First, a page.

For all other forms of multimedia – video CDs, DivXs, movies, it’s always MPlayer. MPlayer is another masterpiece from the Open Source commnunity. It can handle an astonishing variety of multimedia formats via its numerous plugins, has an optional graphical interface, and has keyboard shortcuts to handle all operations that would normally be performed via point-and-click. What I’m looking for right now, is an MP3 to OGG converter, which can do batch jobs. I also would appreciate pointers to an efficient ID3 tag editor. EasyTAG is good, but not good enough.

Finally Nero Burning ROM has a worthy competitor. Until recently, K3B was a CD-writing app which promised a lot but failed to deliver. No more. K3B has all of Nero’s features, and , I dare say, a more intuitive interface. I use it to burn audio/data CDs, erase my CD/RWs, all with a simple drag-and-drop interface. It remembers all of my drive’s settings – read speed, write speed, default ISO directory, whether to create multisession CDs by default or not, and the like. There’s an animated icon for the system tray which is black-and-white at the beginning of a burn job, and fills up with colour, clockwise, as the burn job progresses. In the true UNIX spirit of the GUI being a simple frontend, the actual task of burning is performed by command line tools that’ve been around for ages, like cdrecord and cdrdao.

Whenever anyone sends me documents in .doc/.xls/.ppt format (which I absolutely detest – I’m a big proponent of ASCII files), I grudgingly turn to I’d use AbiWord/Gnumeric, but offers much better interoperability. It takes a lifetime to start up on my puny machine, though.

Technology For The Sake Of Technology?

I found this thought-provoking article on the Web. It debates what continuous adoption of (often disruptive) technology, without considering the ends which they may help us achieve, is doing to us as a society. The author terms it our “hollowing out as human beings”.

The article’s been written some time ago, because it mentions the Heaven’s Gate Cult Suicide of 1997 as a relatively recent event. It’s scary that this “technology overload”, as it were, had its beginnings at least seven years ago. Imagine how much technology we’re bombarded with today. Why are we, then, almost unaware of this phenomenon? Have we adapted to this, are we now able to keep up with the pace of technological evolution? Or is this like a ticking time bomb – one fine day might we all reach a limit and collectively scream “no more!”?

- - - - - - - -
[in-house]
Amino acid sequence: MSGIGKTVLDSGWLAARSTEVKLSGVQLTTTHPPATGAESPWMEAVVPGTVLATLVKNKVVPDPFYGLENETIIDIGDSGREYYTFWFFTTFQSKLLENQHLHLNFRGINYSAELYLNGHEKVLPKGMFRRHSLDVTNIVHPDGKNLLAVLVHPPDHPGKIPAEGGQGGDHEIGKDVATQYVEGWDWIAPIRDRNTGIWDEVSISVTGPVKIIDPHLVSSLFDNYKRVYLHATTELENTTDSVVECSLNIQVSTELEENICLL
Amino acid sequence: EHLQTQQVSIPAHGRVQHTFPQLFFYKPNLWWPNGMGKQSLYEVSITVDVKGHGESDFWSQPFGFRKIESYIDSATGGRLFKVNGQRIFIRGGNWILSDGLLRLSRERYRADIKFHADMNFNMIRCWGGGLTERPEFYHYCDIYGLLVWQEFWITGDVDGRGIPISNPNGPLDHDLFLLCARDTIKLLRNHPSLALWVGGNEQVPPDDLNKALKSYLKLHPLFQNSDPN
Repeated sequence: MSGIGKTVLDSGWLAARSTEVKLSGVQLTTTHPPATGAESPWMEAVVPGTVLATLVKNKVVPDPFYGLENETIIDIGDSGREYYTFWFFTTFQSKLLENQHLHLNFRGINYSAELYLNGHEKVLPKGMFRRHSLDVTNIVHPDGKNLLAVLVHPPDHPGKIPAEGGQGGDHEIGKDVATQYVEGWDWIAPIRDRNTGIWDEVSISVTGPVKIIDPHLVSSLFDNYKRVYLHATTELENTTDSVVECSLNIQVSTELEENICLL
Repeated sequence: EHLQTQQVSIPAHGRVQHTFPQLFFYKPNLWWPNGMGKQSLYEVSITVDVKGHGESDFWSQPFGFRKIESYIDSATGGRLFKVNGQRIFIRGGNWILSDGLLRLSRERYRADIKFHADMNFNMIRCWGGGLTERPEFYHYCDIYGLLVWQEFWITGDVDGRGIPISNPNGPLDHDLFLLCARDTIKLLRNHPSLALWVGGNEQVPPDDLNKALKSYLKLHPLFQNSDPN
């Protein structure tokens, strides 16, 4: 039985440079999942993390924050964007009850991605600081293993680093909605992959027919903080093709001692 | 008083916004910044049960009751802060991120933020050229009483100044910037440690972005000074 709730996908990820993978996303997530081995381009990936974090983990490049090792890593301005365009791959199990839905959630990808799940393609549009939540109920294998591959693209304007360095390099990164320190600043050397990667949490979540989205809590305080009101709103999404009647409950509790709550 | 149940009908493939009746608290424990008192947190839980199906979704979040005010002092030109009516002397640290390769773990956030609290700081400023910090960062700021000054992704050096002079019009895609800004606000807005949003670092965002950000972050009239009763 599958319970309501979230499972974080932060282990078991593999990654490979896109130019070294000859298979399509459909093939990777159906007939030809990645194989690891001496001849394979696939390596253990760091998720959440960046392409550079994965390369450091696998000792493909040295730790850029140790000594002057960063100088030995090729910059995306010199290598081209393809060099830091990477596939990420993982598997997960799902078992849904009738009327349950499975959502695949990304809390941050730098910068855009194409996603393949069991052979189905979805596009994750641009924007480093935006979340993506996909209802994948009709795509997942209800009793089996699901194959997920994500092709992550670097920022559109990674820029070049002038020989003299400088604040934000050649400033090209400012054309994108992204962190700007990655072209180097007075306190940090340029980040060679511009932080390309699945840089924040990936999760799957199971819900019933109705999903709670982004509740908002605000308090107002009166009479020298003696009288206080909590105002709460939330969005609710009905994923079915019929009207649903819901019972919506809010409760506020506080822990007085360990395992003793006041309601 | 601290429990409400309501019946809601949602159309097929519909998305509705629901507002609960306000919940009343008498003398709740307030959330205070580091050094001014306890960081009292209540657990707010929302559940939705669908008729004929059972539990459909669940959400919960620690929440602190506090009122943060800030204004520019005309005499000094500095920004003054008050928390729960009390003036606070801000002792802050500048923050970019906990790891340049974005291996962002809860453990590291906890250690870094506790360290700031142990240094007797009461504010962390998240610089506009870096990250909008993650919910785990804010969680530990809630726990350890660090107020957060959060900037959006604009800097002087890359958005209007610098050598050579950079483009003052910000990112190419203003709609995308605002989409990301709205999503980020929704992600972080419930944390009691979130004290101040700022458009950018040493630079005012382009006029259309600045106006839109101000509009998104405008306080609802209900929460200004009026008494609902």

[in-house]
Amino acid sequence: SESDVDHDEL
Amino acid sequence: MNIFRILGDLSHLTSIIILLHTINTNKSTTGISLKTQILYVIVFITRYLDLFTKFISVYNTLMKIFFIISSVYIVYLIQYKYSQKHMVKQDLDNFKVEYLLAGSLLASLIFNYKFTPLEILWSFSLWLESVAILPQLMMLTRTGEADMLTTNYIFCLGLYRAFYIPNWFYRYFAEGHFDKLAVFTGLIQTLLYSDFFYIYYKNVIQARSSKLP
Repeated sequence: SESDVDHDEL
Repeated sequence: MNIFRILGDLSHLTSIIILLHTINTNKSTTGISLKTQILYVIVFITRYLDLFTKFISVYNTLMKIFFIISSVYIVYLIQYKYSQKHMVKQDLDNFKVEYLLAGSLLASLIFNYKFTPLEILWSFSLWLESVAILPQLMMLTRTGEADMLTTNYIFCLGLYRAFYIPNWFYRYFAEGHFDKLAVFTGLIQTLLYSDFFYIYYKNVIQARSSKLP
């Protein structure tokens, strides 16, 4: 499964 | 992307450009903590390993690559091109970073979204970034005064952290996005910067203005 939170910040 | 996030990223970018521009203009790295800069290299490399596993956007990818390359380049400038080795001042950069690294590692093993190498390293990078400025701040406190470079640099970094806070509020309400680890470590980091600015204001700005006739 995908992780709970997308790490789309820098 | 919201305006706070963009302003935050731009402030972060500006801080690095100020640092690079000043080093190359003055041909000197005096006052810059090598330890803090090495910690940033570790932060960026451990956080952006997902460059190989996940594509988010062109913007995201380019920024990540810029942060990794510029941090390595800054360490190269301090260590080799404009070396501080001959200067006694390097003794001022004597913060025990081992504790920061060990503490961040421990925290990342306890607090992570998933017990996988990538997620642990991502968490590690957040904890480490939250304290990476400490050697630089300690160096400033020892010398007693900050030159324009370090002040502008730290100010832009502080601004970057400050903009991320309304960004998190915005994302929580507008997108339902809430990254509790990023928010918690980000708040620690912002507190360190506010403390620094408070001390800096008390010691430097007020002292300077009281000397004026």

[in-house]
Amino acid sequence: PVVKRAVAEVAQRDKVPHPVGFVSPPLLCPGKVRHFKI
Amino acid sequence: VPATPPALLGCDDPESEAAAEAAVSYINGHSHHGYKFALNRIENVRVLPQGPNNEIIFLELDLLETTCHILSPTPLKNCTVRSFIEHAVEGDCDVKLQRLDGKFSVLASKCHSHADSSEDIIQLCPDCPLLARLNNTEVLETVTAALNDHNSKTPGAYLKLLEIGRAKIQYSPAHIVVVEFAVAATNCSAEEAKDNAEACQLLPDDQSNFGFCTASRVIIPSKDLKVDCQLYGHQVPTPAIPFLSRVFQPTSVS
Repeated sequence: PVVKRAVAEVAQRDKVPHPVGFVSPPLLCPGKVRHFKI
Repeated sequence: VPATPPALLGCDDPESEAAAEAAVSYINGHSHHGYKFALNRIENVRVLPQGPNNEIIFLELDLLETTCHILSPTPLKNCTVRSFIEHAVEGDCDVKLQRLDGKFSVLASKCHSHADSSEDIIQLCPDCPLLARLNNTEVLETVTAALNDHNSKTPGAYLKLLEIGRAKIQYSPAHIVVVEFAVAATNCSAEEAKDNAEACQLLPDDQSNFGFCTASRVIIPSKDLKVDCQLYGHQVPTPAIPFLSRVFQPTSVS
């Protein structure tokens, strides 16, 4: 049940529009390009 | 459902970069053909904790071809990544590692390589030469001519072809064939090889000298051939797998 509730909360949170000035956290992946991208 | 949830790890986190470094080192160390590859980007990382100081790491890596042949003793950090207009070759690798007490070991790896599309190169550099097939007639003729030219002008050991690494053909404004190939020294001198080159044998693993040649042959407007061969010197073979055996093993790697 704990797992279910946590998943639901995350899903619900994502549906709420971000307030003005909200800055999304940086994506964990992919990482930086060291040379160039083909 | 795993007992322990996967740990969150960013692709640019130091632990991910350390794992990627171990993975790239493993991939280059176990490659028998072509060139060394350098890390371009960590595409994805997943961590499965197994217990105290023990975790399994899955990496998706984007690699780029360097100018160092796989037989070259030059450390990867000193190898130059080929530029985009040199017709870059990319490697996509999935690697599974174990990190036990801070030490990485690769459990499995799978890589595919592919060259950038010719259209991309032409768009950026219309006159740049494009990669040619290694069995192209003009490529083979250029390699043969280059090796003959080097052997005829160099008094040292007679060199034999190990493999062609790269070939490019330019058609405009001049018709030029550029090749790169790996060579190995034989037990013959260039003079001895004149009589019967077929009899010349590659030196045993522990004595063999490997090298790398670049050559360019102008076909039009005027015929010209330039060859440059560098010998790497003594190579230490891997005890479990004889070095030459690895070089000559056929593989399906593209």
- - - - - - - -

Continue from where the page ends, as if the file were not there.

It’s a topic about which I’ve lately thought about, too. It’s easier for me, involved in the computer technology industry, to realise the implications of what the author’s talking about. Maybe I’m a victim of this “hollowing out” also. Let me explain. I work exclusively on the Linux platorm at home. I’ve been doing so for the past 3 years. Now the Open Source Community churns out software updates at an alarmingly fast rate. This includes the Linux kernel itself, Linux distributions, development tools, productivity software, internet software, and the like. I like to keep my system populated with the latest versions of whatever software I use. These include browsers, email clients, code editors, music players, IMs, and more. I find myself spending a lot of (paid) Internet time simply downloading the source for these updated releases, compiling and installing them, and deleting the older versions. Then I start up the application again, confirm the newer version number, and get a warm and fuzzy feeling inside about “living on the cutting edge”.